New efforts to help America’s population of active duty servicemen and women, reservists and veterans are effective and have opened up rewarding career paths in a range of fields, including information technology, manufacturing and transportation.
Both U.S. government programs and private industry are heeding the call to assist those job seekers who made the ultimate commitment to country. First Lady Michelle Obama and Dr. Jill Biden head the Joining Forces jobs initiative, which has brought together 2,000 domestic companies with the pledge of hiring 100,000 veterans, as well as the spouses of active duty military members, by the end of this year.
Of course, helping veterans reintegrate into the civilian workforce is a critical effort for the nation's economy and military. The unemployment rate for veterans is over 10% among post-9/11 enlistees, which is higher than the national rate of 7.9%, according to the U.S. Department of Labor (DOL).
Some companies have been well ahead of the curve, such as Home Depot, which launched its military employment outreach program in 2002. “Veterans are able to rally [colleagues] to accomplish the mission,” says Eric Schelling, Home Depot's Director of Talent Acquisition.
Many states are creating programs for veterans as well. When the Commonwealth of Virginia launched its Virginia Values Veterans jobs initiative, Huntington Ingalls Industries (HII) was one of the forerunners demonstrating the importance of hiring returning military personnel.
“We know our veterans are trustworthy," says Kevin Howell, a veterans recruiter for HII and U.S. Air Force Command Chief Master Sergeant (Ret.). This quality makes veterans great hires, he adds.
HII received recognition from the Virginia Department of Veterans for its employment of veterans at the company’s shipbuilding headquarters in Newport News, Va., which is in the center of the most highly concentrated population of service members in the country.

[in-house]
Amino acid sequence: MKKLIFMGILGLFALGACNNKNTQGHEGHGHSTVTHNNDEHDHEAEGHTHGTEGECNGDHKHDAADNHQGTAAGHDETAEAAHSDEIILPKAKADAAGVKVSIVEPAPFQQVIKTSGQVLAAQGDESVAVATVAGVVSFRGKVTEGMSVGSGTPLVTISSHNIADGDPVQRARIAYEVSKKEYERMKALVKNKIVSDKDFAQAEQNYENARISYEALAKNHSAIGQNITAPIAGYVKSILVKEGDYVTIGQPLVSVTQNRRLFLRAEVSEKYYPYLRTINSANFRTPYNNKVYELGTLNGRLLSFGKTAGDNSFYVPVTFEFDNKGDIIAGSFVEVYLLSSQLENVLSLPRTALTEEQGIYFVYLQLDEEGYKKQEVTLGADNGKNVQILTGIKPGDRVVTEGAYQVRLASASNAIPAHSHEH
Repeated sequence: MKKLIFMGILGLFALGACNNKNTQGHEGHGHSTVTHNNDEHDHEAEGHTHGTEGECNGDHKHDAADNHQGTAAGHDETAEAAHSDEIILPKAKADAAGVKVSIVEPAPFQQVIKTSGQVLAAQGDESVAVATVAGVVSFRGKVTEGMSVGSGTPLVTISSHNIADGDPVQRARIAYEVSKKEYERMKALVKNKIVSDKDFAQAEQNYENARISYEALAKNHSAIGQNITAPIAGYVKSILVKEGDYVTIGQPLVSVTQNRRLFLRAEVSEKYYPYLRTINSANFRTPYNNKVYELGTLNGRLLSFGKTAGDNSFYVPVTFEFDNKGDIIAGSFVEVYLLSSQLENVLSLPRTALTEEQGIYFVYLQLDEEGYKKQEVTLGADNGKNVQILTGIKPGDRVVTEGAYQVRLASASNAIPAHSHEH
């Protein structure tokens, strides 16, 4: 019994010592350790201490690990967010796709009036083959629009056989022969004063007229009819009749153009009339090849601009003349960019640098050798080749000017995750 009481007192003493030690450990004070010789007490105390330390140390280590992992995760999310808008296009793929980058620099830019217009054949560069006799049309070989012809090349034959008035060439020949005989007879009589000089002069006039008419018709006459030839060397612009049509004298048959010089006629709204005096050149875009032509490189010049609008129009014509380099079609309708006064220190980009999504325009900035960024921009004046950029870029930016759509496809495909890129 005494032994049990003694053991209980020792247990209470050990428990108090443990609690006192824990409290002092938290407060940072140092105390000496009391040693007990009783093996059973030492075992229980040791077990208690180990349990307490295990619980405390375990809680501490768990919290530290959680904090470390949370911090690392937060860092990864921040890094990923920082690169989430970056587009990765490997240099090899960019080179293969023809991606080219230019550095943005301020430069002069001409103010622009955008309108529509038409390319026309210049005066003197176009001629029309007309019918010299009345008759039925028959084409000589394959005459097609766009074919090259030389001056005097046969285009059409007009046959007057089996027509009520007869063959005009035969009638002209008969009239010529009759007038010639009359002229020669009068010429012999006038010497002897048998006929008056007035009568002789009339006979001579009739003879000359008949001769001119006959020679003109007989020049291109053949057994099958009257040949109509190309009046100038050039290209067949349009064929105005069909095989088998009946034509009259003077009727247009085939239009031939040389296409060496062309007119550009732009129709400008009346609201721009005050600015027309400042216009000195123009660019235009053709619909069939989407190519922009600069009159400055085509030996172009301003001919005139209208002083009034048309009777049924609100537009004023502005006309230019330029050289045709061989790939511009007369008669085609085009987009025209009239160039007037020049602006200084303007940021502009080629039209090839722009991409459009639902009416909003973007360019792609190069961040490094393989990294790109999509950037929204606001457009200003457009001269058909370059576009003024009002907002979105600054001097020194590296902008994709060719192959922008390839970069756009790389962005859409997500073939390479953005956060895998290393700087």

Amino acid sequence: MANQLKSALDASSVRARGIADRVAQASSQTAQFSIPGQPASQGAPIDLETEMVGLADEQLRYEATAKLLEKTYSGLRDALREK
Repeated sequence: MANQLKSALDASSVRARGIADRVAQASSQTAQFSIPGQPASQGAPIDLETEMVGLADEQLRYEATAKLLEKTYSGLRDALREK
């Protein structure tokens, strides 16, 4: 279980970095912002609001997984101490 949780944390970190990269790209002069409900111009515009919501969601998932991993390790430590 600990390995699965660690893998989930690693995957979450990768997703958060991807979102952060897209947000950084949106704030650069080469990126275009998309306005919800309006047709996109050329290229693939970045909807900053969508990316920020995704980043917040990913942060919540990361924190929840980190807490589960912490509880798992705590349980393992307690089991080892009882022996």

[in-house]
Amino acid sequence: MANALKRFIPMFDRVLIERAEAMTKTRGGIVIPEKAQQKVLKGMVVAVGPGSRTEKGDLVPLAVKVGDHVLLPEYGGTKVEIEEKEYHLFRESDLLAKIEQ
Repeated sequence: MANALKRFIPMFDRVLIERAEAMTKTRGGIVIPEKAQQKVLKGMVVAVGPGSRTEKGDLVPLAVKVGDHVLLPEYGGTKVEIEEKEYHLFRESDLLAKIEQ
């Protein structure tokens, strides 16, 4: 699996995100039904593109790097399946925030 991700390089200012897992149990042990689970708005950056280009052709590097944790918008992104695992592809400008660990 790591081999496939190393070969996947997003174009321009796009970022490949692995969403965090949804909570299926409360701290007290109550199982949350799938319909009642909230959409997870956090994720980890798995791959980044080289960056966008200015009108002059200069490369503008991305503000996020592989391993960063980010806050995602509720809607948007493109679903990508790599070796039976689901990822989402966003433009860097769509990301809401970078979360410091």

Citing “core values of integrity and safety,” Howell says teaming with the Armed Forces to fill its hiring pool is a winning tactic for HII. In turn, the company offers a wide range of career paths for veterans, including industrial production managers and ship engineers, but the qualities Howell cites also translate well to managerial positions, he says. The leadership and organizational skills developed in the military help those veterans qualify for positions that require team building and leadership, Howell explains.
When reviewing potential civilian careers for former members of the military, 10 positions rise above the rest for their ability to tap into the skills and traits developed by most veterans, as well as their availability in the job market. Using data from the CareerCast Jobs Rated report, here are the 10 jobs best suited for military veterans:
1. Software Developer
Information technology’s growing role in the Armed Forces offers service members real world experience, applicable in the corporate environment. One of the active companies participating in the Joining Forces initiative is Intel, which developed its own Veteran Employment Training program to help veterans transition their skills into the software company’s mission.